WHAT’S the difference? The Russian side is poorer; fecal-oral infections are more common. Russian Karelia, some Finns say, resembles Finland 50 years ago. Evidently, in that environment, these disease-associated genes don’t carry the same liability.

Are the gluten haters correct that modern wheat varietals contain more gluten than past cultivars, making them more toxic? Unlikely, according to recent analysis by Donald D. Kasarda, a scientist with the United States Department of Agriculture. He analyzed records of protein content in wheat harvests going back nearly a century. It hasn’t changed.

Do we eat more wheat these days? Wheat consumption has, in fact, increased since the 1970s, according to the U.S.D.A. But that followed an earlier decline. In the late 19th century, Americans consumed nearly twice as much wheat per capita as we do today.

We don’t really know the prevalence of celiac disease back then, of course. But analysis of serum stored since the mid-20th century suggests that the disease was roughly one-fourth as prevalent just 60 years ago. And at that point, Americans ate about as much wheat as we do now.

Overlooked in all this gluten-blaming is the following: Our default response to gluten, says Dr. Jabri, is to treat it as the harmless protein it is — to not respond.

So the real mystery of celiac disease is what breaks that tolerance, and whatever that agent is, why has it become more common in recent decades?

An important clue comes from the fact that other disorders of immune dysfunction have also increased. We’re more sensitive to pollens (hay fever), our own microbes (inflammatory bowel disease) and our own tissues (multiple sclerosis).

Perhaps the sugary, greasy Western diet — increasingly recognized as pro-inflammatory — is partly responsible. Maybe shifts in our intestinal microbial communities, driven by antibiotics and hygiene, have contributed. Whatever the eventual answer, just-so stories about what we evolved eating, and what that means, blind us to this bigger, and really much more worrisome, problem: The modern immune system appears to have gone on the fritz.

Maybe we should stop asking what’s wrong with wheat, and begin asking what’s wrong with us.

Stress increases Breast Cancer risk.

Anti-stress hormone may provide indication of breast cancer risk

Lund University News, 07/16/2015

A new study from Lund University in Sweden shows that women with low levels of an anti–stress hormone have an increased risk of getting breast cancer. The study is the first of its kind on humans and confirms previous similar observations from animal experiments. The recent findings on a potential new marker for the risk of developing breast cancer are presented in the renowned Journal of Clinical Oncology. The study focused on a hormone which circulates freely in the blood, enkephalin, with pain– and anxiety–reducing properties. Enkephalin also reinforces the immune system by directly affecting immune cells. “This is the first time the role of enkephalin in breast cancer has been studied in humans, and the results were surprisingly clear. Among women with the lowest levels of the hormone, the risk of breast cancer was more than three times that of the women with the highest levels of the hormone. This is one of the strongest correlations between cancer risk and a freely circulating biomarker ever described”, said Olle Melander and Mattias Belting, both professors at Lund University and consultant physicians at Skane University Hospital.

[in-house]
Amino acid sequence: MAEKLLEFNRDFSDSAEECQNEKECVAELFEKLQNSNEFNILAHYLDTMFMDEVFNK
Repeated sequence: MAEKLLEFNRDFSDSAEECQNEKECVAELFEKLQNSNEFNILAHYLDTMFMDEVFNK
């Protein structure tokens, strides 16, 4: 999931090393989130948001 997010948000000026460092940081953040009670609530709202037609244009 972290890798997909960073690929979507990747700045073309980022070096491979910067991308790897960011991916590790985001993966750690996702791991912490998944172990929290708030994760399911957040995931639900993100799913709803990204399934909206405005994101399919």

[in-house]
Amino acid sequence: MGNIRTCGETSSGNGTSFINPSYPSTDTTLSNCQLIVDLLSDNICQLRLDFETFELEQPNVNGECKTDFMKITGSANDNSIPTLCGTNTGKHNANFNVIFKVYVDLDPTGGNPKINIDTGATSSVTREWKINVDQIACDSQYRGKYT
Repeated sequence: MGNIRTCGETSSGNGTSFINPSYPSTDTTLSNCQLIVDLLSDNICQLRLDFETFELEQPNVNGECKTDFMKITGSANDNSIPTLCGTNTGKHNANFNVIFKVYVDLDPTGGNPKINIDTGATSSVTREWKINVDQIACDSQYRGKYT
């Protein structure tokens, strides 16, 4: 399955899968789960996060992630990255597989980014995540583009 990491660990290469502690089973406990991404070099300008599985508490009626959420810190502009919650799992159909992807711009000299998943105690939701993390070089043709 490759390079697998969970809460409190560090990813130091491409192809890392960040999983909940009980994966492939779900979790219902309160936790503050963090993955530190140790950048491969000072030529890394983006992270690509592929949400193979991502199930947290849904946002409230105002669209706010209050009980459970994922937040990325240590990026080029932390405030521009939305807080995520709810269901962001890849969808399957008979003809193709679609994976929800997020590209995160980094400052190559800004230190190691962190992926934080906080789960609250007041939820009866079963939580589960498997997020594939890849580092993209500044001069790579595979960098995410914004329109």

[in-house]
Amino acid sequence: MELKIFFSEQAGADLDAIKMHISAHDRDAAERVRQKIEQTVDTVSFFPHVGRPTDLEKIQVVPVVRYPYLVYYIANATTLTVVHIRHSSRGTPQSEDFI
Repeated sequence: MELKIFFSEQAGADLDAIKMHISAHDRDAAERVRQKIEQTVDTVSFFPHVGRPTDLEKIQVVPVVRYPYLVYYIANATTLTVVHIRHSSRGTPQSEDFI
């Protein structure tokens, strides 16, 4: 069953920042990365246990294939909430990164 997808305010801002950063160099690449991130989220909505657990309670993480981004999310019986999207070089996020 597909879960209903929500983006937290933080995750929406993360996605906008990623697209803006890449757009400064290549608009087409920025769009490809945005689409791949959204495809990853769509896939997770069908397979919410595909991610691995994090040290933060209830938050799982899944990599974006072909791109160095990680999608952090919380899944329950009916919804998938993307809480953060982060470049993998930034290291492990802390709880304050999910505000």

The Move!

The move is proving to more difficult than expected. Everything that can go wrong has gone wrong. a number of you have complained about difficulty in getting through by phone: the staff are working overtime to try to rectify this problem. Transporting my appointments over from the old clinic to the new one (use a different format) is also proving difficult,(what else?). All I can plead is hang in and it will all come good in time. The clinic is magnificent, with a chemist, coffee shop, ER centre and more – so it will all be worth it in the end. Those of you having trouble finding the entrance – it is in George St Opposite Centrelink. Could not be easier.

Thank you all for your patience,


Dr Colin Holloway.


Doctors slam calcium and Vitamin D conflict of interest

Doctors slam calcium and Vitamin D conflict of interest

22 July, 2015 Amanda Davey 2 comments

Two New Zealand doctors have lambasted academics, advocacy organisations and companies that recommend calcium and vitamin D supplements to prevent or treat osteoporosis despite evidence that they don’t work.

They write in the BMJ that a focus on profit and vested interests over evidence-based research is fuelling this misguided advice.

Drs Andrew Grey and Mark Bolland from the University of Auckland argue that some prominent academics and specialist societies have undeclared commercial and academic conflicts of interest in the nutrition osteoporosis field.

Industry and its lobby groups are funding and influencing the activities and policies of osteoporosis advocacy organisations such as the European based International Osteoporosis Foundation (IOF), they say.

In their paper, the researchers cite numerous examples of a “complex web” of interactions between industry, advocacy organisations and academia.

“After evidence accrued that calcium and vitamin D do not safely reduce fracture risk1, the nutrition industry continued to partner osteoporosis advocacy organisations to promote their widespread use,” they write.

“For example, in 2010 DSM, ‘the world’s largest manufacturer of vitamin D3’, partnered the IOF to produce a global vitamin D map, the launch of which was accompanied by claims that vitamin D deficiency is present throughout Europe and calls for more supplementation of older adults.

“Fonterra became the IOF Asia Pacific Regional Nutrition Partner in 2010 and has aligned with, and financially supported, osteoporosis advocacy groups throughout Asia.”